Submitted on Mon, 15 Jan 2018 - 03:16 PM
Dear Professor Bundhit Eua-arporn, Ph.D. President of Chulalongkorn University; Professor Thongtong Jansrangsu, President of the appeal committee of Chulalongkorn University and the board of the appeal committee.
We, Nobel laureates, educators, scientists, academics and human rights activists, have been informed about the event in which 8 Chulalongkorn University students walked out of an annual Oath of Allegiance ceremony.
We see that culture is important but also that freedom of expression within a learning institution is equally important. The process of education and positive social change must have space to experiment and grow. It is regrettable that these 8 students have had their behavioral scores deducted, preventing these students from participating in many activities within Chulalongkorn University, which diminishes liberty.
We believe that there must be a better solution, a solution that includes open discussion for better understanding between different viewpoints. The use of punishment, not only begets animosity, but also effects the University’s reputation as an academic institution.
We would like the Board of Appeal to consider our suggestion.
student activists in the walkout from the university initiation ceremony (photo from Netiwit’s Facebook account)
"Those students behaved honorably. The University officials acted dishonorably. Any genuine University should support such students."
1. Dudley Herschbach Emeritus Professor, Harvard University (Nobel Prize in Chemistry, 1986)
"All voices should be heard without facing the risk of imprisonment. Only then can University students fulfill their mission of becoming educated and prepare for their future role in society."
2. Sir Richard J. Roberts, New England Biolabs (Nobel Prize in Physiology or Medicine, 1993)
"Punishing people for expressing their opinions diminishes the reputation of the organization, and enhances the reputation of those punished"
3. John Mather, University of Maryland (Nobel Prize in Physics, 2006)
"There is no excuse for punishing freedom of thought."
4.Roy Glauber, Harvard University (Nobel Prize in Physics, 2005)
"A university that punishes students for their opinions rather than providing opportunities for open discussion is abdicating its educational responsibilities and restricting the freedom of thought, which is contrary to the mission of any highly regarded university. "
5. Jerome Isaac Friedman, MIT (Nobel Prize in Physics, 2000)
6.Sheldon Lee Glashow, Boston University (Nobel Prize in Physics, 1979)
7.Brian Josephson, University of Cambridge (Nobel Prize in Physics, 1973)
As a former president of Stanford University I am deeply disturbed by the disciplinary action Chulalongkorn University has taken against eight students for walking out of the annual Oath of Allegiance ceremony. Students in a university must be free peacefully to challenge established orthodoxy and they must be free to express their views plainly and to the point. As a friend of Thailand I deeply regret that the action taken by Chulalongkorn University is likely to diminish its reputation as a high quality academic institution.
8. Gerhard Casper, Professor of Law (Emeritus) the Ninth President of Stanford University
9.Gráinne de Búrca, Professor of Law, NYU School of law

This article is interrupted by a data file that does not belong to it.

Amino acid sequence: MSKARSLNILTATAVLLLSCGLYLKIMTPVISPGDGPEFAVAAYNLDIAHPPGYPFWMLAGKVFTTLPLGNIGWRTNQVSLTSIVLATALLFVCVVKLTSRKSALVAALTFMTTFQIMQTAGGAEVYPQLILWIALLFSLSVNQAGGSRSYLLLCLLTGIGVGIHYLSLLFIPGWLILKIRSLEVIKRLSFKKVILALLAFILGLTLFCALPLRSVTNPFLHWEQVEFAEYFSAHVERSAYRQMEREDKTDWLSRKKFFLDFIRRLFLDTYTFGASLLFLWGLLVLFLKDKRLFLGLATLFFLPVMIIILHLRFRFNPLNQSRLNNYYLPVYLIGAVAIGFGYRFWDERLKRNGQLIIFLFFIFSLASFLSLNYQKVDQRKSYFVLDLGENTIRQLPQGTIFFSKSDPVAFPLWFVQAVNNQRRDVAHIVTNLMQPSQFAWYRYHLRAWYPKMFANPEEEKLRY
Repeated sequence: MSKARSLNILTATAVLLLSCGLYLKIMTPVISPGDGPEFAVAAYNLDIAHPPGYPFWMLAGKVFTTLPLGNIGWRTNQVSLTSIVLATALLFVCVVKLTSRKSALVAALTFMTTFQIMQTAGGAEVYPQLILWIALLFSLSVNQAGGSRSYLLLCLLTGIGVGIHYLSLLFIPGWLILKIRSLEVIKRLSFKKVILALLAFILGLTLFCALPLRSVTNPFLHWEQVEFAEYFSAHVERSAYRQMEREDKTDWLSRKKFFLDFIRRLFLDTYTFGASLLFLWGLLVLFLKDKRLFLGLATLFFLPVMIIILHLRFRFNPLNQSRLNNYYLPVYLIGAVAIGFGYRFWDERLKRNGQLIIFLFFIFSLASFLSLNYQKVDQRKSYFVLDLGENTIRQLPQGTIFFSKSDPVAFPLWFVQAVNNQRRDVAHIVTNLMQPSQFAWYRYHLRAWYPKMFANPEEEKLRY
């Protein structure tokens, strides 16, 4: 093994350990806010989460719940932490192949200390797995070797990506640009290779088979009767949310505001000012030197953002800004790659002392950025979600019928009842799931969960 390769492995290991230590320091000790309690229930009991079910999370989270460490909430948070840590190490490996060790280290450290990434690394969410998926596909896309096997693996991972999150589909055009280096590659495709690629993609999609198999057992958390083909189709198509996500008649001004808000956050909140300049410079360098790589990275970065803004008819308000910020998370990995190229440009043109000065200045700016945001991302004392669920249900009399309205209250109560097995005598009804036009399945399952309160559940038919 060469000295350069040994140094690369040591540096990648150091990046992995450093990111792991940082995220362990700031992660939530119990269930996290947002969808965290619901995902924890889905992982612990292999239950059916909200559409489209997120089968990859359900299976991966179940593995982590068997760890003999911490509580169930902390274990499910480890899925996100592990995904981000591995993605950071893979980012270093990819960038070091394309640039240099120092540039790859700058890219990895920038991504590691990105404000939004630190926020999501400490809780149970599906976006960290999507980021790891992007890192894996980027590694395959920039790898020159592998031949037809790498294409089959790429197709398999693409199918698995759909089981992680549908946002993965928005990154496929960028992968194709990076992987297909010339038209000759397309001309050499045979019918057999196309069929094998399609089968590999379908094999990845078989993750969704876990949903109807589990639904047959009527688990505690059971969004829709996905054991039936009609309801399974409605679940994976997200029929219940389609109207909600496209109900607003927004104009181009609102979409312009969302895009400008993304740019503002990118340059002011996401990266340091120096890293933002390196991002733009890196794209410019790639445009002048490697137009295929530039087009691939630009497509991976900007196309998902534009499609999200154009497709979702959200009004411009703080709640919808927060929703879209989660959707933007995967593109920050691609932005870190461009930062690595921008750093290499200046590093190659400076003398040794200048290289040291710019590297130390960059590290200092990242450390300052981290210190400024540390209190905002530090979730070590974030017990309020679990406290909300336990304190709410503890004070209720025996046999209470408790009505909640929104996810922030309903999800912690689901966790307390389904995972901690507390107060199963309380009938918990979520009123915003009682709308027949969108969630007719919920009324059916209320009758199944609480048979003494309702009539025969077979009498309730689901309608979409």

10. Herbert C. Kelman, Professor of Social Ethics (Emeritus) Harvard University
11. James McGaugh, Research Professor of Neurobiology and Behavior, UC Irvine
Freedom of expression is essential to institutions of higher learning.
12. Erica Chenoweth, Professor, the University of Denver
Freedom of speech and expression is a fundamental right for all individuals. Freedom is not a natural condition, but a moral commitment to social justice.
13. Peter McLaren, Distinguished Professor in Critical Studies, College of Educational Studies, Chapman University
We need to preserve democracy, especially in educational settings!
14. Philip G. Zimbardo, professor (Emeritus), Stanford University
Academic freedom is the first requirement of any university -- a full and free right to discuss any issue.
15.Sidney Harring, Professor (Emeritus), the City University of New York School of Law.
Punishing students for expressing their right to dissent is at odds with any viable notion of the university as a democratic public sphere. In this instance, the university has violated one of its most sacred principles: freedom of expression and the right to dissent.
16. Henry Giroux, University Professor, McMaster University
17. Shirley R. Steinberg, Research Professor of Critical Youth Studies , University of Calgary
18.Antonia Darder, Professor of Education Leadership, Loyola Marymount University
19.Chandler Davis, Professor (Emeritus) , Toronto University, Fellows of the American Mathematical Society
20.John Braithwaite, Distinguished Professor at the Australian National University (ANU)
21.Kenneth Saltman, Professor, the University of Massachusetts, Dartmouth
22.Michael W. Apple, Professor of Curriculum and Instruction and Educational Policy Studies, University of Wisconsin–Madison
This seems a basic matter of human decency. I call on the University to act by the principles they claim to teach, to represent and to defend.
23.David Graeber, Professor of anthropology, LSE
A university teaches with its words and deeds. This lesson is an embarrassment to the tradition of education everywhere. Thailand is better than this. Its universities should be as great as its people.
24. Lawrence Lessig, Professor of Law and Leadership, Harvard Law School,
I support freedom to learn and speak without fear
25. Diane Ravitch, Research Professor of Education, New York University